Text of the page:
Emma and I wondered how the teachers felt about the change, especially those who had less experience. Spencer told us about the teachers’ dedication to change and the importance of their mentor teachers. We talked about how changing their teaching style in the midst of their careers must be a scary change. Many teachers who start PBL in their classrooms do it on their own just like Spencer did; he knows the feeling and worked to create an environment that supports his teachers and his students. The implementation of the cluster classroom with the Master Teachers provided all of the teachers with a space for learning and support. The administration and Master teachers meet individually once a week to check in and see what they might need for the week ahead. Having that sanctuary helps to keep the teachers confident in class.
4. What are your homework policies like?
In doing research on educational practices and policies, I have read a couple of sources that talk about the declining importance of homework in school. Alfie Kohn’s book “Down With Homework!” delves into the difference between the abstract idea of homework accepted by many schools and the actually assignments and benefits that come with them. I asked Spencer what he thought about assigning homework; I wondered if he thought homework still had a place in PBL curriculum. Spencer felt homework generally was not necessary. The Southport faculty and staff do a wonderful job using the long school day to fit in all of the material. Homework tends to become busy work for the students and cuts into family and play time. Most states, including Indiana, have required amounts of homework (15-30 minutes a night), so it’s difficult to completely eliminate homework; however, because Southport is a fully PBL school, much of the work that students complete at home pertains to their project. This way, the students feel their work has purpose, and they are much more likely to complete the task and complete it well. Using this technique also holds the students responsible for their work not out of fear of punishment but to make sure they are helping their classmates as best they can. After this tour, I have a better understanding of how PBL helps change not only singular classrooms but also the culture of teaching throughout the entire building.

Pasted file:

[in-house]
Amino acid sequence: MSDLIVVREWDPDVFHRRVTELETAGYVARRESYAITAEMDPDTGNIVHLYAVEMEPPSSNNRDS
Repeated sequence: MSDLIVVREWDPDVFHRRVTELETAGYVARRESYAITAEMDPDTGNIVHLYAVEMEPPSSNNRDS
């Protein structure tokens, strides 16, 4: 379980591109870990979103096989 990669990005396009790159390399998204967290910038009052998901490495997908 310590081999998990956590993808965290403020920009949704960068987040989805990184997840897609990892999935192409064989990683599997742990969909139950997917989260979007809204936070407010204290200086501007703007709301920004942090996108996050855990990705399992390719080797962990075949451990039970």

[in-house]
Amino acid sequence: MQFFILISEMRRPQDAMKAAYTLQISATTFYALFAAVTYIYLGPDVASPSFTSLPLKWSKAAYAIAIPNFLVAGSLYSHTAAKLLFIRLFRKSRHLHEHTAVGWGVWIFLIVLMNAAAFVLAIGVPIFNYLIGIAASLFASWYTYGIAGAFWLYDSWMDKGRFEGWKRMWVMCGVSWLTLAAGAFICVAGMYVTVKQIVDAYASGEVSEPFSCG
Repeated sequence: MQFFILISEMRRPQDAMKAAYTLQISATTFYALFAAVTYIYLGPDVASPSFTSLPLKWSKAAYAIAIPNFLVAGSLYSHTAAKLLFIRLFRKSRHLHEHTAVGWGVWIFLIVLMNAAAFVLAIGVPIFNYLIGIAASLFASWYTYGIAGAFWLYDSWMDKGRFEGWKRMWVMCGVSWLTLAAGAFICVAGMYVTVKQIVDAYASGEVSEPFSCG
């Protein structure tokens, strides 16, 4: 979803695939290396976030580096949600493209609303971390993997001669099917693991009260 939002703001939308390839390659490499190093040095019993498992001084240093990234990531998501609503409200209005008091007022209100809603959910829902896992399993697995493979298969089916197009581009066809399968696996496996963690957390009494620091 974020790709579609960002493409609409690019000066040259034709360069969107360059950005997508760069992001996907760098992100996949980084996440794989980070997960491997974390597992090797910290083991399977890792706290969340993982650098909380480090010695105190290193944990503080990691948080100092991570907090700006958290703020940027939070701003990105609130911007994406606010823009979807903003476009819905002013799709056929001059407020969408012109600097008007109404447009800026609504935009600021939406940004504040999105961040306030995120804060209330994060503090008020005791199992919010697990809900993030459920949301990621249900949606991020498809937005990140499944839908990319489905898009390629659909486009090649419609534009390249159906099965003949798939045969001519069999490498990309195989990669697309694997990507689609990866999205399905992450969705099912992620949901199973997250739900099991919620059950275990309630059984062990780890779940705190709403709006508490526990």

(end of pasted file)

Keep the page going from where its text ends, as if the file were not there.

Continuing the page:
5. How do your parents feel about the PBL structure, especially those who were parents at the school before PBL was implemented?
Now that the entire building uses PBL, I wondered what parents thought about the change and if Spencer or Witkemper received an influx of questions or concerns. At the beginning of my research, I read Sally Butzin’s book Creating Joyful Classrooms, and she included a section about the struggles of changing the structure of a school in the eyes of the rest of the community. Spencer said that they had no real changes in their correspondence with parents. Even those who had been there before Southport was a PBL school did not feel any concerns with the change. Witkemper and Spencer both cited their efforts to keep in constant communication with their parents and the community as the main reason the change went so well. Spencer writes a weekly newsletter for all of the parents and for the community to share what the students have been up to and any important news. This keeps the parents in the loop, and helps to keep their inboxes free of repetitive questions. They also have a strong social media presence that includes the community in their projects and what it’s like to be a PBL school. They have a Facebook and a Twitter account! One other app the school uses allows parents, teachers and administrators to communicate more efficiently. Teachers have the ability to create a page for their classroom to post announcements and upcoming events for their parents to see. Using social media and other platforms besides just beginning of the year letters helps the parents feel more connected to the school.
Visiting Southport Elementary provided Emma and I with a wealth of experience in the world of PBL. So far into our projects, we have only been reading about all of the joys and struggles of using PBL. Being able to spend time with teachers and administrators who work to uphold the standards of PBL every day showed us how PBL is not only possible but also effective. Hopefully, I’ll have the chance to visit Southport again before my project ends. It truly is a special place.
Picture via: mccallschool.org